The Importance of Machinists in Today's World

Mar 01, 2019

lathe tool post

Machinists help create our world. Without them, the bolts, pistons, or other elements that make our machinery run wouldn't be possible. They use a wide variety of tools to achieve their aims -- from a lathe tool post to machinist blocks and CNC machines. Today, much of the work is done with computer-controlled or mechanically controlled machine tools that make up different parts, instruments, and tools out of wood, metal, or plastic. You might find a machinist in a machine shop, factory, or toolroom, depending on what they're working on and what their primary function is. There's always a need for machinists, and so most machinists are guaranteed work after their education is finished. We'll discuss the role of a machinist, some of the main items they work with, and what skill sets are most important for a machinist to have. 


What Is a Machinist?


At the most basic level, a machinist is someone who sets up and operates hand tools like lathe tool posts, and machine tools to either build, fix, or revise something made of metal, plastics, or wood. Traditional machinists can operate these tools, take apart and repair machine tools when necessary, build new parts from scratch when necessary, and reassemble the tool and continue working with it.


More specialized machinists might be a tool and die maker, a mold maker, or a programmer or operator. Almost every machinist has the basic background knowledge, but might choose to specialize in a certain area. Working with a lathe tool post and other machine shop supplies is a given in the business and most machinists get their experience on the job, though they also usually do an apprenticeship or vocational school, or attend a community or technical college.


What Major Tools Do They Work With?


Production machinists will often use CNC machines -- computer numerically controlled machines. These follow a computer program that tells them when to change out tools, controls the speed, and performs all the necessary steps to create the part. The machinist is the person who figures out the cutting path, how fast the item is cut, and the feed rate; they often work with a computer control programmer to input all this information. A CNC machine has made a huge difference in what machinists can accomplish -- because of modern equipment and cutting-edge technology, CNC experts can now reach tight tolerances that are as small as 0.005 inches.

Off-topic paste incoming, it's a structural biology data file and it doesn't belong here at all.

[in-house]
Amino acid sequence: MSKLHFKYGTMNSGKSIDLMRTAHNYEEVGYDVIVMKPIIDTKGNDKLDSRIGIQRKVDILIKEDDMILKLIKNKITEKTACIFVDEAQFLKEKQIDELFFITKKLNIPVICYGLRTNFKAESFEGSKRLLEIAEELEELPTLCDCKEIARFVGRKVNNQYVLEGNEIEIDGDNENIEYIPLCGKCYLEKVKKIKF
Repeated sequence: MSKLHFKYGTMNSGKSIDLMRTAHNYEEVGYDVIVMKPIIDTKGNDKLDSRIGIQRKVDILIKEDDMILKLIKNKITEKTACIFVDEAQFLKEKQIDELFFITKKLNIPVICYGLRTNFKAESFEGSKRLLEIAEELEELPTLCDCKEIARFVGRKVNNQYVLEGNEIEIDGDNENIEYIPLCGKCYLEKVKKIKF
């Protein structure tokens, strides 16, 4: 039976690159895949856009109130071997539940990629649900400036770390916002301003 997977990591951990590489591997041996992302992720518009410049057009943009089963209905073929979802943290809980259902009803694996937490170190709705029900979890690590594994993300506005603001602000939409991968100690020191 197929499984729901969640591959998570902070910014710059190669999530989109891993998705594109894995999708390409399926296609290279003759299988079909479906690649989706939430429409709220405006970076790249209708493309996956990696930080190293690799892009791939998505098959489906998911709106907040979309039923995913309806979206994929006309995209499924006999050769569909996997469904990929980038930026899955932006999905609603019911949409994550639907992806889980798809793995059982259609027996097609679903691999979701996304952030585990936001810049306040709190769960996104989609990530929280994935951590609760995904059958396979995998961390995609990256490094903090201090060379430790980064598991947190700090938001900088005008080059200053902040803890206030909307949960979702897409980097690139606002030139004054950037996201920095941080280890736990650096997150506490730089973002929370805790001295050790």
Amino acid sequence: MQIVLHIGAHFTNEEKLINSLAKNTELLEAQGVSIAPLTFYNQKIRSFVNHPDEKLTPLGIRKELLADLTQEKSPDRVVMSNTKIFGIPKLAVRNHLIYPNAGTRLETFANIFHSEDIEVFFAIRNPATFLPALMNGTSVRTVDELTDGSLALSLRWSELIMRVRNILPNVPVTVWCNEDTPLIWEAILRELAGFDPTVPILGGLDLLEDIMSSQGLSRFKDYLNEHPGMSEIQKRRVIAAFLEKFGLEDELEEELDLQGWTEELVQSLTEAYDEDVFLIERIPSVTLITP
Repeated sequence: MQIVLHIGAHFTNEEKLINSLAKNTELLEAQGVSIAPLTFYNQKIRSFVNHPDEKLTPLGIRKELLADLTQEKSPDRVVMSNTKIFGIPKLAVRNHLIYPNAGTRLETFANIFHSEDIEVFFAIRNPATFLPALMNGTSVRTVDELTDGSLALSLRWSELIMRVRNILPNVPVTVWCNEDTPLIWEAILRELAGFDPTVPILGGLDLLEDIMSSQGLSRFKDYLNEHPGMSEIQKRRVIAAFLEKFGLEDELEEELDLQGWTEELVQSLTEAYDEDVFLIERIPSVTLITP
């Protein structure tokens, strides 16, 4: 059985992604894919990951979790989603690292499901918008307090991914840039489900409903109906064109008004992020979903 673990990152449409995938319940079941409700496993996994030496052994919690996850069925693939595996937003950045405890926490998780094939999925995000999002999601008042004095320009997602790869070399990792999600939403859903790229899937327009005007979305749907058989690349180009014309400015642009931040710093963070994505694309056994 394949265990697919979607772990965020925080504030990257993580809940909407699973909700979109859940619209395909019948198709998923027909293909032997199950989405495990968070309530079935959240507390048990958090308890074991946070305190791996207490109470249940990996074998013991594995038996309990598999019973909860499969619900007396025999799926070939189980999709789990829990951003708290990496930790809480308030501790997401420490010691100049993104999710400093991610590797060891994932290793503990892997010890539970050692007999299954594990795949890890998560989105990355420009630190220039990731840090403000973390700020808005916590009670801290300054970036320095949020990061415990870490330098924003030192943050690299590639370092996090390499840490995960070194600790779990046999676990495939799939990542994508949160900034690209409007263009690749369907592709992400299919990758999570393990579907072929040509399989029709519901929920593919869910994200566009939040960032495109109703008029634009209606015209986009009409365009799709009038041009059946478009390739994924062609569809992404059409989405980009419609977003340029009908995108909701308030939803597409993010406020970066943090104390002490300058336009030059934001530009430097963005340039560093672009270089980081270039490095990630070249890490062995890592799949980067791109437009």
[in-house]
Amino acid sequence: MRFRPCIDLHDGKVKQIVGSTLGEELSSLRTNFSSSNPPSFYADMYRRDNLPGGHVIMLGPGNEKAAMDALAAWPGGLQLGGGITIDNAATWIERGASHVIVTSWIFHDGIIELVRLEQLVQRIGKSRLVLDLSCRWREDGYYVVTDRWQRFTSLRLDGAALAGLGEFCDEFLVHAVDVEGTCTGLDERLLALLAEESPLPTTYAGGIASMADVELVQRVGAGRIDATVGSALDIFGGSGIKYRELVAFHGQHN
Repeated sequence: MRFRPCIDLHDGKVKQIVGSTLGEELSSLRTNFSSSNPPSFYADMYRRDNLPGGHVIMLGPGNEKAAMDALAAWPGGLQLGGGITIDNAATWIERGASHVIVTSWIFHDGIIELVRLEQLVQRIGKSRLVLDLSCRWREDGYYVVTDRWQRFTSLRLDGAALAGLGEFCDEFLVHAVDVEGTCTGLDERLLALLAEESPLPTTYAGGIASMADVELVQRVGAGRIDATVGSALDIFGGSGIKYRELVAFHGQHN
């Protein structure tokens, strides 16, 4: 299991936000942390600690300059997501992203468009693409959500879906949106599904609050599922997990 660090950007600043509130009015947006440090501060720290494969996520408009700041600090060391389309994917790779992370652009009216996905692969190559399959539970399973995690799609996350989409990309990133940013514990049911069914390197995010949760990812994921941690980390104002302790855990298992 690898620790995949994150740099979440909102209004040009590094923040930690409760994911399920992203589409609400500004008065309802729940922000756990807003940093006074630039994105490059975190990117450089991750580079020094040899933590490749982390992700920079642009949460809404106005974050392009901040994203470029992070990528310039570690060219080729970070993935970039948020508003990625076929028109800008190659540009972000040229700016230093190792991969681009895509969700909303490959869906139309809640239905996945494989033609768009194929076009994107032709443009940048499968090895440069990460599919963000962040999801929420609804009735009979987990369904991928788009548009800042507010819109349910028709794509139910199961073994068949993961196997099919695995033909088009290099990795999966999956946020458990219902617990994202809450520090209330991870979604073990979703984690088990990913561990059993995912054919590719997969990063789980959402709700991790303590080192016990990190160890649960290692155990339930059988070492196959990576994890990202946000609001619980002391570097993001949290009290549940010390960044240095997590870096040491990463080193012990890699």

Lathes, lathe tool posts, milling machines, and grinders for tools may all be CNC machines, but these are common tools that a machinist will work with. It's important for machinists these days to be able to use both CNC machines and manual machines; some machinists may also learn basic programming to better operate CNC machines or troubleshoot if necessary.


They also need to know how to read computer-aided design (CAD) and computer-aided manufacturing (CAM) files, which might translate into the specific creation of a part later on in the process.


What Does a Machinist Need to Start Work?


Most machinist jobs require at least a high school diploma, though the majority of workers will also attend a vocational or technical college, or receive some kind of apprenticeship or specialized training. The technical or vocational college courses are usually about two years long and focus on design and blueprint reading, using different welding and cutting tools, and learning how to program and use CNC machines.


One common way is through long-term on-the-job training, which lasts 1 year or longer.

Trainees usually work 40 hours per week and take additional technical instruction during evenings. Trainees often begin as machine operators and gradually take on more difficult assignments. Machinists and tool and die makers must be experienced in using computers to work with CAD/CAM technology, CNC machine tools, and computerized measuring machines. Some machinists become tool and die makers.

Those who have graduated from these programs often will opt for an apprenticeship program, usually run by a manufacturer. They're paid for the work and receive other technical instruction, usually at night, for a few years.


Machinists are an integral part of the manufacturing industry and it's a steady field that provides consistent, needed work.